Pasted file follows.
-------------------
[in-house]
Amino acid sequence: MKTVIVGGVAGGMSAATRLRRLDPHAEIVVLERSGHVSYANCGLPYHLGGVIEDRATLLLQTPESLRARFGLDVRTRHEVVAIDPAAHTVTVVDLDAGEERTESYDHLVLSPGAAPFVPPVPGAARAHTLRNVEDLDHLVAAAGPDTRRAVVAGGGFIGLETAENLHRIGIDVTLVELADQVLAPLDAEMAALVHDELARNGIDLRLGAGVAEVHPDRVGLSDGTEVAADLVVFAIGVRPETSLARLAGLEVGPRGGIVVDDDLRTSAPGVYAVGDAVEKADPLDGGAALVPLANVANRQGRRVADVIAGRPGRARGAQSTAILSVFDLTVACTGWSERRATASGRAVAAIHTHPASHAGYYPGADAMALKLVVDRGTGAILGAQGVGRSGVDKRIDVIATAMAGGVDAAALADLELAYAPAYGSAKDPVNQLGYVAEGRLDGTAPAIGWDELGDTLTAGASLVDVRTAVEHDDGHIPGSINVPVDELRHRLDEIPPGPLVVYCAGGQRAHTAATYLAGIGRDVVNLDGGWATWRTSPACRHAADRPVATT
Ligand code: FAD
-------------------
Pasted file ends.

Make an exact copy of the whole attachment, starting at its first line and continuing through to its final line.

[in-house]
Amino acid sequence: MKTVIVGGVAGGMSAATRLRRLDPHAEIVVLERSGHVSYANCGLPYHLGGVIEDRATLLLQTPESLRARFGLDVRTRHEVVAIDPAAHTVTVVDLDAGEERTESYDHLVLSPGAAPFVPPVPGAARAHTLRNVEDLDHLVAAAGPDTRRAVVAGGGFIGLETAENLHRIGIDVTLVELADQVLAPLDAEMAALVHDELARNGIDLRLGAGVAEVHPDRVGLSDGTEVAADLVVFAIGVRPETSLARLAGLEVGPRGGIVVDDDLRTSAPGVYAVGDAVEKADPLDGGAALVPLANVANRQGRRVADVIAGRPGRARGAQSTAILSVFDLTVACTGWSERRATASGRAVAAIHTHPASHAGYYPGADAMALKLVVDRGTGAILGAQGVGRSGVDKRIDVIATAMAGGVDAAALADLELAYAPAYGSAKDPVNQLGYVAEGRLDGTAPAIGWDELGDTLTAGASLVDVRTAVEHDDGHIPGSINVPVDELRHRLDEIPPGPLVVYCAGGQRAHTAATYLAGIGRDVVNLDGGWATWRTSPACRHAADRPVATT
Ligand code: FAD